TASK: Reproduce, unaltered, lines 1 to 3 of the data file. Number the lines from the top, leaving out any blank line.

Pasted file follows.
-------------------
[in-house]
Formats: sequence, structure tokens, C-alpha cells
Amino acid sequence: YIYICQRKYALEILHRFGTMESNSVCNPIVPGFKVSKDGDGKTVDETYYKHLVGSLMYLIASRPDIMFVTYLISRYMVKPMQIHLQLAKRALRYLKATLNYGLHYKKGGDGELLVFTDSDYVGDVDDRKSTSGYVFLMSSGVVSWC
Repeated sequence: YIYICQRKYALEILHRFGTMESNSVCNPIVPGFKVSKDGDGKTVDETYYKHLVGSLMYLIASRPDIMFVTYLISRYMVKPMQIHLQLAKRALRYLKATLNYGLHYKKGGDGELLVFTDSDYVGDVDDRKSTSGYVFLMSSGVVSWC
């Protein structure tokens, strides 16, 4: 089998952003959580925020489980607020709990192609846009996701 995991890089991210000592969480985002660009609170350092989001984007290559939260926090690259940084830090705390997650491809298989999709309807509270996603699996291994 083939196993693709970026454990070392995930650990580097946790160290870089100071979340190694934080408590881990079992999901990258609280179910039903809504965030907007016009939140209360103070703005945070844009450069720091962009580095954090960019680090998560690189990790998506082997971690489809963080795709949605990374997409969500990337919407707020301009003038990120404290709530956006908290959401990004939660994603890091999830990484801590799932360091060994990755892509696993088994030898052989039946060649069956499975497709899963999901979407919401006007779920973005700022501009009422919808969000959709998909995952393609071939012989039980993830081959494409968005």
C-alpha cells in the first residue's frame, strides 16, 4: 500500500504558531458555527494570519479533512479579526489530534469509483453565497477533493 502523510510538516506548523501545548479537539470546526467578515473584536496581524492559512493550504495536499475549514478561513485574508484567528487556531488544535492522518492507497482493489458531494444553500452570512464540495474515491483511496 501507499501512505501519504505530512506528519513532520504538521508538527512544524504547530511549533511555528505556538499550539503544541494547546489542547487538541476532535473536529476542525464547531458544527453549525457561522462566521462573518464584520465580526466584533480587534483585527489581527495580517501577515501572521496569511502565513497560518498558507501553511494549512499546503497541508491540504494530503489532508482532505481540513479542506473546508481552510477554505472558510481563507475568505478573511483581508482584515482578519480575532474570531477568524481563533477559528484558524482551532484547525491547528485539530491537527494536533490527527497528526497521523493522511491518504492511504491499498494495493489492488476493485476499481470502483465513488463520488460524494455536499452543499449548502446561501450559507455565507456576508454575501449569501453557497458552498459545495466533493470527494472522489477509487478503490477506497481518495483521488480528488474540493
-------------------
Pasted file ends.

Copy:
[in-house]
Formats: sequence, structure tokens, C-alpha cells
Amino acid sequence: YIYICQRKYALEILHRFGTMESNSVCNPIVPGFKVSKDGDGKTVDETYYKHLVGSLMYLIASRPDIMFVTYLISRYMVKPMQIHLQLAKRALRYLKATLNYGLHYKKGGDGELLVFTDSDYVGDVDDRKSTSGYVFLMSSGVVSWC